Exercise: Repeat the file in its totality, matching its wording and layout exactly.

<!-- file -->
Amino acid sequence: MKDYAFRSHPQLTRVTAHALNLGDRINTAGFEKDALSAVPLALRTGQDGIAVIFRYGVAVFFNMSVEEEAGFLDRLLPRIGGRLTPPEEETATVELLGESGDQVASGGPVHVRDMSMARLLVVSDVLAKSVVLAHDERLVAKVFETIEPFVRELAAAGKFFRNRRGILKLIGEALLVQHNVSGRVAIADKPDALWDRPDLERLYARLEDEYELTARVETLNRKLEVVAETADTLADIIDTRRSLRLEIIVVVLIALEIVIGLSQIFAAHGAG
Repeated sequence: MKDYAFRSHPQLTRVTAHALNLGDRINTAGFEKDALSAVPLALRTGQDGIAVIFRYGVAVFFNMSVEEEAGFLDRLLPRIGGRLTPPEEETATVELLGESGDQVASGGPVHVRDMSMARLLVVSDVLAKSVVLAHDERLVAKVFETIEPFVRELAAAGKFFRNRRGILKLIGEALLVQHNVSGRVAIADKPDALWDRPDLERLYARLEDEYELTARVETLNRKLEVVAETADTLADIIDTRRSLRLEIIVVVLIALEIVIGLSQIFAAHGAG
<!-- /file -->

Amino acid sequence: MKDYAFRSHPQLTRVTAHALNLGDRINTAGFEKDALSAVPLALRTGQDGIAVIFRYGVAVFFNMSVEEEAGFLDRLLPRIGGRLTPPEEETATVELLGESGDQVASGGPVHVRDMSMARLLVVSDVLAKSVVLAHDERLVAKVFETIEPFVRELAAAGKFFRNRRGILKLIGEALLVQHNVSGRVAIADKPDALWDRPDLERLYARLEDEYELTARVETLNRKLEVVAETADTLADIIDTRRSLRLEIIVVVLIALEIVIGLSQIFAAHGAG
Repeated sequence: MKDYAFRSHPQLTRVTAHALNLGDRINTAGFEKDALSAVPLALRTGQDGIAVIFRYGVAVFFNMSVEEEAGFLDRLLPRIGGRLTPPEEETATVELLGESGDQVASGGPVHVRDMSMARLLVVSDVLAKSVVLAHDERLVAKVFETIEPFVRELAAAGKFFRNRRGILKLIGEALLVQHNVSGRVAIADKPDALWDRPDLERLYARLEDEYELTARVETLNRKLEVVAETADTLADIIDTRRSLRLEIIVVVLIALEIVIGLSQIFAAHGAG